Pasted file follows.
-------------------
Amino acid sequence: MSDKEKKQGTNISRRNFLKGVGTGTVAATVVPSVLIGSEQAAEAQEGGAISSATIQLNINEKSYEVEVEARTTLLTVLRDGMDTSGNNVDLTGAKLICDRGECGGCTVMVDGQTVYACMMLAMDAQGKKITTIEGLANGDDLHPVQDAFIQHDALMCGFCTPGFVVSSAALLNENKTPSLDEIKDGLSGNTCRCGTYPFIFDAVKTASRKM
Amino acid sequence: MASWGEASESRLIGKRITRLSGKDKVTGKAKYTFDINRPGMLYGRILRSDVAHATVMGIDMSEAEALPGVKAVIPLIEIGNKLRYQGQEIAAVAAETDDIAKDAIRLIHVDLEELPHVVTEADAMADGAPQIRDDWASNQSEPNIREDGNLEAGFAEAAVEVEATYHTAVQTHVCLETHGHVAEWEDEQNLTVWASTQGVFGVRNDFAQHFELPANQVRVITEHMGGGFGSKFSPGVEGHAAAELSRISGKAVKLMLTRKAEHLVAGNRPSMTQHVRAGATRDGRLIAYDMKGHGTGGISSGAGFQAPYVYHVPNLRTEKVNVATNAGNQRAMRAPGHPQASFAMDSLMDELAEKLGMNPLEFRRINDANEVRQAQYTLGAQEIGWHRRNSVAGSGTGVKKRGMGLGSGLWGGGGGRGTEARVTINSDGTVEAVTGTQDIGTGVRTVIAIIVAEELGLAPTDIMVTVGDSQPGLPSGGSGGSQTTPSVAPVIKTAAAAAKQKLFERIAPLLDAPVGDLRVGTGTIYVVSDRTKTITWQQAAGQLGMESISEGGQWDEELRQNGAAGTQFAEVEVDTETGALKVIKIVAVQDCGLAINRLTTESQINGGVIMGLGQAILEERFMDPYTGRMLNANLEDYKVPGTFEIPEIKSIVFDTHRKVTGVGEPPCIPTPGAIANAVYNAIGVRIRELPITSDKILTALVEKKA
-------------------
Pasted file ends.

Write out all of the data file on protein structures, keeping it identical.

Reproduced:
Amino acid sequence: MSDKEKKQGTNISRRNFLKGVGTGTVAATVVPSVLIGSEQAAEAQEGGAISSATIQLNINEKSYEVEVEARTTLLTVLRDGMDTSGNNVDLTGAKLICDRGECGGCTVMVDGQTVYACMMLAMDAQGKKITTIEGLANGDDLHPVQDAFIQHDALMCGFCTPGFVVSSAALLNENKTPSLDEIKDGLSGNTCRCGTYPFIFDAVKTASRKM
Amino acid sequence: MASWGEASESRLIGKRITRLSGKDKVTGKAKYTFDINRPGMLYGRILRSDVAHATVMGIDMSEAEALPGVKAVIPLIEIGNKLRYQGQEIAAVAAETDDIAKDAIRLIHVDLEELPHVVTEADAMADGAPQIRDDWASNQSEPNIREDGNLEAGFAEAAVEVEATYHTAVQTHVCLETHGHVAEWEDEQNLTVWASTQGVFGVRNDFAQHFELPANQVRVITEHMGGGFGSKFSPGVEGHAAAELSRISGKAVKLMLTRKAEHLVAGNRPSMTQHVRAGATRDGRLIAYDMKGHGTGGISSGAGFQAPYVYHVPNLRTEKVNVATNAGNQRAMRAPGHPQASFAMDSLMDELAEKLGMNPLEFRRINDANEVRQAQYTLGAQEIGWHRRNSVAGSGTGVKKRGMGLGSGLWGGGGGRGTEARVTINSDGTVEAVTGTQDIGTGVRTVIAIIVAEELGLAPTDIMVTVGDSQPGLPSGGSGGSQTTPSVAPVIKTAAAAAKQKLFERIAPLLDAPVGDLRVGTGTIYVVSDRTKTITWQQAAGQLGMESISEGGQWDEELRQNGAAGTQFAEVEVDTETGALKVIKIVAVQDCGLAINRLTTESQINGGVIMGLGQAILEERFMDPYTGRMLNANLEDYKVPGTFEIPEIKSIVFDTHRKVTGVGEPPCIPTPGAIANAVYNAIGVRIRELPITSDKILTALVEKKA